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CHAPTER 9 HOW TO SECURE YOUR COMPUTER
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The situation is certainly getting better but, even so, Microsoft s latest operating system, Windows XP, provides many good examples of why it s an easy target. Upon installation, the default user is given root powers. True, a handful of tasks can be performed only by the genuine administrator, but the default user can configure hardware, remove system software, and even wipe every file from the hard disk, if he pleases. Of course, you would never intentionally damage your own system, but computer attackers use various techniques to get you to run malicious software (by pretending it s a different file, for example) or by simply infecting your computer across the Internet without your knowledge, which is how most worms work. Viruses and worms also usually take advantage of security holes within Windows software. As just one example, a famous security hole within Outlook Express allowed a program attached to an e-mail message to run when the user simply clicked a particular message to view it. In other words, infecting a Windows machine was as easy as sending someone an e-mail message! It s a different story with Linux. Viruses and worms are far rarer than they are on Windows. In fact, the total number of viruses and worms that have been found in the wild infecting Linux systems number far less than 100 (one report published in 2003 put the number at 40, and the number is unlikely to have grown much since then). Compare that to Windows, where according to the Sophos antivirus labs (www.sophos.com), approximately 1,000 new viruses are discovered every month! The Sophos antivirus product now guards against just under 100,000 viruses.
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Note The high number of Windows viruses may be due to the quantity of Windows PCs out there. After all,
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for a virus to spread, it needs computers to infect, and it won t have trouble finding other Windows computers.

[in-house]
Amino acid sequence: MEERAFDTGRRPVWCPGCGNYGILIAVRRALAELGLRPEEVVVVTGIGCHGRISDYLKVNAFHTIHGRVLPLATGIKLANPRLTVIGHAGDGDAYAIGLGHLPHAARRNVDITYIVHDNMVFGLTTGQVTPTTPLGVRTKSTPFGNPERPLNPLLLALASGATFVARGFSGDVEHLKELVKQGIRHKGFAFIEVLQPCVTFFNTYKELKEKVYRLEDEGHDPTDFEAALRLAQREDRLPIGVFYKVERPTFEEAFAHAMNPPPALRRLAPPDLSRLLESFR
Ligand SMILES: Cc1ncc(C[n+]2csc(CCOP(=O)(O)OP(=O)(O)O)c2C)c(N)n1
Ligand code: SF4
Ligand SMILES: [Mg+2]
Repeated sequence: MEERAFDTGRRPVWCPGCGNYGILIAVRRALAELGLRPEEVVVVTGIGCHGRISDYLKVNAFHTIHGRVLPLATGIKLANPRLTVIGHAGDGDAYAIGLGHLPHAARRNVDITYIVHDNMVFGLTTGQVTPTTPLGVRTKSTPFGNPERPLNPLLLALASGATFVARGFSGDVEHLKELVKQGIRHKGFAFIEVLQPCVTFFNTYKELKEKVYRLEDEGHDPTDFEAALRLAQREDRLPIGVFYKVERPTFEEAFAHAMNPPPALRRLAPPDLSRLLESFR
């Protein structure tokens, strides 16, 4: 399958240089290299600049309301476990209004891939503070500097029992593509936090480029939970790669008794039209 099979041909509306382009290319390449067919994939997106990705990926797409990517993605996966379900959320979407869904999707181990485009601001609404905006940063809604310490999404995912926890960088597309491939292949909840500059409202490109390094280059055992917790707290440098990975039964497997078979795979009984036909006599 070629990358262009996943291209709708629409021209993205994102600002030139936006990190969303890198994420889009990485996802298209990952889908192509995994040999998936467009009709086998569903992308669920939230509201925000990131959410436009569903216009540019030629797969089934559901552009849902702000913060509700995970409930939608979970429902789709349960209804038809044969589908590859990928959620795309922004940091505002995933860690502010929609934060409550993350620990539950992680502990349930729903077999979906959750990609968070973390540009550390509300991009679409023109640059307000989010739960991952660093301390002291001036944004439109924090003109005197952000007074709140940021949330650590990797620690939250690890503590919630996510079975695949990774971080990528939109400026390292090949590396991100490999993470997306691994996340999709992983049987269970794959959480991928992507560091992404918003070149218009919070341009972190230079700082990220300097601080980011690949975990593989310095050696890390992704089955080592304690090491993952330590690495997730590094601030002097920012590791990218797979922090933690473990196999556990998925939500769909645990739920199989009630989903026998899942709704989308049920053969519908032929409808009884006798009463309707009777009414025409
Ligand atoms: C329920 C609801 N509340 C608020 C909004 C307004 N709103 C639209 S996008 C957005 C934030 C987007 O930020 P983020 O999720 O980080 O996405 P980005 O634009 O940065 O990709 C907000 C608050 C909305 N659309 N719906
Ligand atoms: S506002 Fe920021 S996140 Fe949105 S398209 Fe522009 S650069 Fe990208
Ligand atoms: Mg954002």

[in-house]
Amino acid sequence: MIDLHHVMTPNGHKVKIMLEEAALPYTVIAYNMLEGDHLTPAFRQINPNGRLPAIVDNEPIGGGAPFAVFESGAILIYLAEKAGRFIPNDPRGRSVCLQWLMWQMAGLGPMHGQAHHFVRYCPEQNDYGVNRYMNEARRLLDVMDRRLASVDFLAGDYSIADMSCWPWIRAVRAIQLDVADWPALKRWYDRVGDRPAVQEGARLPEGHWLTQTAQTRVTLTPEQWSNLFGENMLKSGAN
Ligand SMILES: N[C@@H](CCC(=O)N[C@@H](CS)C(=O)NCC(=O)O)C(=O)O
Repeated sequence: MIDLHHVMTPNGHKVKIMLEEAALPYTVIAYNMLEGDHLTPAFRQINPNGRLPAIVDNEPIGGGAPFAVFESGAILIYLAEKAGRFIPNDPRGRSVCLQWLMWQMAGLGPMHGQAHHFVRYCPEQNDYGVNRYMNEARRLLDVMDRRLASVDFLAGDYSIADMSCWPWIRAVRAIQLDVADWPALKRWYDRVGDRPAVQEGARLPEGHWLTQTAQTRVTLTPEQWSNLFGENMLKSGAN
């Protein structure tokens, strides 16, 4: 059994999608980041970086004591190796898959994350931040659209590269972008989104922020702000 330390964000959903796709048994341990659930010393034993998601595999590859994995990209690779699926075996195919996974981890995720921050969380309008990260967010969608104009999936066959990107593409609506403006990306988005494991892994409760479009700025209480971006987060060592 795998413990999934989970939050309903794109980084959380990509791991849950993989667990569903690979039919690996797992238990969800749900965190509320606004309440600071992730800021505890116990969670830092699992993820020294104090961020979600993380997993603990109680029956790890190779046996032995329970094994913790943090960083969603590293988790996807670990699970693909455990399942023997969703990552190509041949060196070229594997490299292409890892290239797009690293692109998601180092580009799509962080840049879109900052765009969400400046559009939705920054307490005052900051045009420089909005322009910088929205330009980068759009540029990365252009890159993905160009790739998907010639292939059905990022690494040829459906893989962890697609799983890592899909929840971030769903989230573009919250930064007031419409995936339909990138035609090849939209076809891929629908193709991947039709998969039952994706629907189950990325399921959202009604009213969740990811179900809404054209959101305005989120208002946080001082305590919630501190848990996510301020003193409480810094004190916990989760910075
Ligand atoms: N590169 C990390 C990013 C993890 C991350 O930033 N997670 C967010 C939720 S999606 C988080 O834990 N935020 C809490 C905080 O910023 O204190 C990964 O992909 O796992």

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But while I would love to say that security holes are not found on Linux, the sad truth is that they re a fact of life for users of every operating system. Many so-called rootkits are available, generated by members of underground cracking groups. These are specialized software toolkits that aim to exploit holes within the Linux operating system and its software. The bottom line is that while writing a virus or worm for Linux is much harder than doing the same thing on Windows, all Linux users should spend time defending their system and never assume that they re safe.
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As I ve mentioned in earlier chapters, Linux makes use of something called the root user account. This is sometimes referred to as the superuser account, and that gives you an idea of its purpose in life: the root user has unrestricted access to all aspects of the system. The root user can delete, modify, or view any file, as well as alter hardware settings.
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CHAPTER 9 HOW TO SECURE YOUR COMPUTER
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Linux systems also have ordinary user accounts, which are limited in what they can do. Such users are limited to saving files in their own directory within the /home directory (although the system is usually configured so that an ordinary user can read files outside the /home directory, too). But an ordinary Ubuntu user cannot delete or modify files other than those that he created or for which he has explicitly been given permission to modify by someone else. On most Linux systems, it s possible to type root at the login prompt and, after providing the correct password, actually log in as root and perform system maintenance tasks. Ubuntu is slightly different in that the root account is disabled by default, and users are instead able to borrow superuser powers whenever they re required. For this to happen, they need to provide their login password. With desktop programs, this is automatic, but at the command prompt, users need to preface commands with sudo. Although the root account is disabled, most key operating system files belong to root, which is to say that only someone with superuser powers can alter them. Ordinary users are simply unable to modify or delete these system files, as shown in Figure 9-1. This is a powerful method of protecting the operating system configuration from accidental or even deliberate damage.
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Note Along with the root and ordinary user accounts, there is a third type of Linux account, which is
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similar to a limited user account, except that it s used by the system for various tasks. These user accounts are usually invisible to ordinary users and work in the background. For example, the audio subsystem has its own user account that Ubuntu uses to access the audio hardware. The concepts of users and files are discussed in more depth in 14.
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